Halloween isn’t even here so it may seem odd to be thinking about St. Patrick’s Day.
But all around the world there's a new holiday celebrated Sept. 17: Halfway to St. Patrick's Day!
Halfway to Saint Patrick's Day became popular in 2009 when Guinness celebrated its 250th anniversary. The company sponsored live music and other events all over the world as part of the festivities, and among those, “Halfway to St. Patrick’s Day” celebrations sprang up as a way to encourage support of all things Irish, including Irish music and beer, of course.
The Celts, a bagpipe band, will join local merchants to celebrate the weekend before (Sept. 14) and the weekend after (Sept. 21).
The Celts started four years ago. Chelly and Steve Harkness, who live in Edgewater, are both Scottish and had played in traditional bagpipe marching bands since 2012. They wanted to switch to something less formal, feeling the pub atmosphere would be more personal and fun.
“My desire was I wanted to put together a pub band. So, I put this band together about four years ago right before St. Paddy’s Day,” Chelly Harkness said. “We are going to go in and play jigs and do stuff that people can jam to.”
It didn’t take long for local pubs to fall in love with the band. Starting out at Tayton O’Brians on Flagler Avenue in New Smyrna Beach, they have expanded to other venues, including Clancy’s Cantina and McKenna’s Place in New Smyrna Beach, McK’s Tavern in Daytona Beach and Fletcher’s Irish Pub in Ormond Beach.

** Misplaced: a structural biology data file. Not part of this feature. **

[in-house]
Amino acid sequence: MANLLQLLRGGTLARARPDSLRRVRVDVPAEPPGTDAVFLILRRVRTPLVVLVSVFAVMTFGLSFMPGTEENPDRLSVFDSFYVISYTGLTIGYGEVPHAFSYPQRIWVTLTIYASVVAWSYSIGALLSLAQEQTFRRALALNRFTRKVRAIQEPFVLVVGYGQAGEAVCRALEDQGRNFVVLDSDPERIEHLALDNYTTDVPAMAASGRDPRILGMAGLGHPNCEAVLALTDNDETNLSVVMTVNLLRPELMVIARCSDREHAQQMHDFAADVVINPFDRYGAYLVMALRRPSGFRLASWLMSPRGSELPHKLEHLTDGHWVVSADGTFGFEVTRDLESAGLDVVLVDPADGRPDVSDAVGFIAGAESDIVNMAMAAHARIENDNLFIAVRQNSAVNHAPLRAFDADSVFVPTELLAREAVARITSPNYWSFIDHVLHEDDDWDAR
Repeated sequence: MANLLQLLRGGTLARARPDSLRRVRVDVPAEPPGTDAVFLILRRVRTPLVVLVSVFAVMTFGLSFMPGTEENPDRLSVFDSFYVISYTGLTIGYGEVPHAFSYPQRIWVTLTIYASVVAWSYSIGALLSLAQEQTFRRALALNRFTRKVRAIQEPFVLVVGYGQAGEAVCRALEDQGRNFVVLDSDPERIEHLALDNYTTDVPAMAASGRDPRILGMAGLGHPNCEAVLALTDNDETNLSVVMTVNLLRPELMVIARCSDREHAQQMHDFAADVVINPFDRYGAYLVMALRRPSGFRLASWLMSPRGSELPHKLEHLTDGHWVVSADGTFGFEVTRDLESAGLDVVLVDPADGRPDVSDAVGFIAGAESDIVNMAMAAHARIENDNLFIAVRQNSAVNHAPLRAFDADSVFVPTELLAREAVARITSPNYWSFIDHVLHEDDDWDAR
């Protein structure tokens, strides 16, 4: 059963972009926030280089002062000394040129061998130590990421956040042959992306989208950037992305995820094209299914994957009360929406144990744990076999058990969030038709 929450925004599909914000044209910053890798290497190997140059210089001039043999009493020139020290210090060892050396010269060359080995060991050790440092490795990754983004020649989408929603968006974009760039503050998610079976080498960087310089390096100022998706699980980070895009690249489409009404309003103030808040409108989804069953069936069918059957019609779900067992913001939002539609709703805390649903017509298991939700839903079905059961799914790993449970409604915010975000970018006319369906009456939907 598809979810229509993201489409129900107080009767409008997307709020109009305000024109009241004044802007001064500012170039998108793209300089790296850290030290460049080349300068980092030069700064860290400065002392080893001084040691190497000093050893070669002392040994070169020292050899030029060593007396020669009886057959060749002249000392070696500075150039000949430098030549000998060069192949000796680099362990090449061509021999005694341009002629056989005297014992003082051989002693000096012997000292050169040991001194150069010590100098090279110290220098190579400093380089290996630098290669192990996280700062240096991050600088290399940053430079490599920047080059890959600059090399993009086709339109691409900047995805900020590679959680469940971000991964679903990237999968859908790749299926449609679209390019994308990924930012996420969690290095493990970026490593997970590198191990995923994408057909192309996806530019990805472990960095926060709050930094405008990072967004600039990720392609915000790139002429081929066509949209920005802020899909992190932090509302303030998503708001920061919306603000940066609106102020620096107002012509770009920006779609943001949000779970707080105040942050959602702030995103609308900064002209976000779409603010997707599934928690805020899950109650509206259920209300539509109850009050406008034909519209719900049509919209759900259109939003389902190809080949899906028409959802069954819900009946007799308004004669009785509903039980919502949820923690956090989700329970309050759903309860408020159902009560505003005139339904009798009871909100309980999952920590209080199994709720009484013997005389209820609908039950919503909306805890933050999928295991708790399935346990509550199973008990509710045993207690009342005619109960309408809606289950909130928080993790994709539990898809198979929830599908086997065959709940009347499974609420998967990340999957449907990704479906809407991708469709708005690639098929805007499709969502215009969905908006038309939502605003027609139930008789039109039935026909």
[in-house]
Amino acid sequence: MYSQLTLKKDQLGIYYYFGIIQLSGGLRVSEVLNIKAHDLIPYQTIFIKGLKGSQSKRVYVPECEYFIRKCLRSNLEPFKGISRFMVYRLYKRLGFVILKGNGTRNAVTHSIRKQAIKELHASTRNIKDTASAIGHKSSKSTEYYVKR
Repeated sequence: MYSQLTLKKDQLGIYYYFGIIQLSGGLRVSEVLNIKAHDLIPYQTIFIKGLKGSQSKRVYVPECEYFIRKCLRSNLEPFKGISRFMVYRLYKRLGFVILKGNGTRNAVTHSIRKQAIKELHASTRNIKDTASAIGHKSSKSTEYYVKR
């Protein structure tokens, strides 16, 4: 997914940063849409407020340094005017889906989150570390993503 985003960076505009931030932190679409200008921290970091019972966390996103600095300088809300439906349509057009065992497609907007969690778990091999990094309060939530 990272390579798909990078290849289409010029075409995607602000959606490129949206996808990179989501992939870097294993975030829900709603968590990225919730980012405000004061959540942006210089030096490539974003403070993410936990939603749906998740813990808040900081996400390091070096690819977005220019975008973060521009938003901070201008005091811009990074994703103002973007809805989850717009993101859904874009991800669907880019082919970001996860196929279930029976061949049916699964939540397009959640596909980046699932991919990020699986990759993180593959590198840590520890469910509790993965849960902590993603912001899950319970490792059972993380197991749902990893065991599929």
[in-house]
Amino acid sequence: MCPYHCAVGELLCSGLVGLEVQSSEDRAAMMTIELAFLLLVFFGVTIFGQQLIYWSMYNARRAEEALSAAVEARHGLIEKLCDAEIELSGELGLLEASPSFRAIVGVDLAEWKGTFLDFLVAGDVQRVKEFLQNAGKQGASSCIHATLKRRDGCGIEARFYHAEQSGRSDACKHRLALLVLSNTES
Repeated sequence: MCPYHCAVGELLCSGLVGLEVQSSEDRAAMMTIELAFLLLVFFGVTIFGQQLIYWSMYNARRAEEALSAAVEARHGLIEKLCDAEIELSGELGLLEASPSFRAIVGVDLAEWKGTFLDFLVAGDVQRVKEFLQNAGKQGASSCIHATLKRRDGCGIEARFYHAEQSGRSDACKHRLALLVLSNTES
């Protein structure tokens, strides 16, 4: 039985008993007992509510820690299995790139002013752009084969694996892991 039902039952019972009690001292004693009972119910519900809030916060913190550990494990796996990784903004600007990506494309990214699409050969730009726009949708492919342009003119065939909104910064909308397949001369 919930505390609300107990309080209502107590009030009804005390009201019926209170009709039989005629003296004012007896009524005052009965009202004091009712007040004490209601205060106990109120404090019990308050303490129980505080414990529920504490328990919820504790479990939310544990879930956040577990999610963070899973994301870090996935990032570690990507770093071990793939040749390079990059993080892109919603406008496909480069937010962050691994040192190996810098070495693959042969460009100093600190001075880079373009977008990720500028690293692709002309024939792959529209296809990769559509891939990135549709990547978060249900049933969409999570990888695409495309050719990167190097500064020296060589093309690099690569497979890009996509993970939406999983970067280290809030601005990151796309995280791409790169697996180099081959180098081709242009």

McKenna’s Place owner John McKenna said, “We’re excited to do it. We are expecting people that will want some good authentic Irish food that will be wanting to come to us and get out of the house and do something different. St. Paddy’s Day is our busiest day of the year, so we figure why not celebrate halfway there as well. We’ll have Shepherd’s pie and some corned beef and cabbage and Irish stew. Then we’ll have a couple of different drink specials like Guinness and some Irish whiskeys as well.”
Ms. Harkness said, “We’re not a competition band. We’re very much just in it for the fun. We want to get people to come out and learn to play pipes and join up with us just for the fun of it. We are trying to develop this, getting people out in their kilts, celebrating their Irish/Scottish heritage. There’s a lot of community events we want to get involved with.”
She added, “The thing I like about the bagpipes is it is very moving. We’ve been in pubs with fully grown, muscular tough guys that will just look at us with tears coming down their face at the sound of ‘Amazing Grace.' It’s weird to play ‘Amazing Grace’ in a pub, but it’s very moving.”
Besides the Harknesses, The Celts consist of her sister, Rhonda Preskitt, and Embry -Riddle Aeronautical University students Andrew and Nathan Schaff, who Ms. Harkness states “are the best pipers in Florida.”
“We’re are always looking for bagpipers and drummers to join our merry pub band,” Ms. Harkness said. “Our hope is to grow a thriving bagpiping community, and offer free piping lessons to anyone with an interest in learning.”
Steve Harkness said if any town should have a bagpiping community, it should be New Smyrna Beach as it was founded by Dr. John Turnbull, a Scotsman.
Ms. Harkness said, “In New Smyrna Beach, we have cooked up the idea of combining Half Way with Kilt Night, where the best dressed kilt wearer wins a free beer. For the last few years, we have seen the crowds grow bigger and bigger. In New Smyrna in particular, the restaurants and pubs are really working hard to create a fun event.”
In Daytona Beach, the owner of McK’s Tavern on Beach Street will use the Half Way celebration in conjunction with Daytona Brewing Co. rolling out a new beer. The local chapter of the New World Celts also will be there.
“So, it's shaping up to be a great event,” Ms. Harkness said.
The event at McK's will include the release of two beers that were made in house by their own brew master.
Ms. Harkness went to school in New Smyrna Beach and started her first band right after her high school graduation, playing guitar. She learned to play the drums after her husband mastered the bagpipes.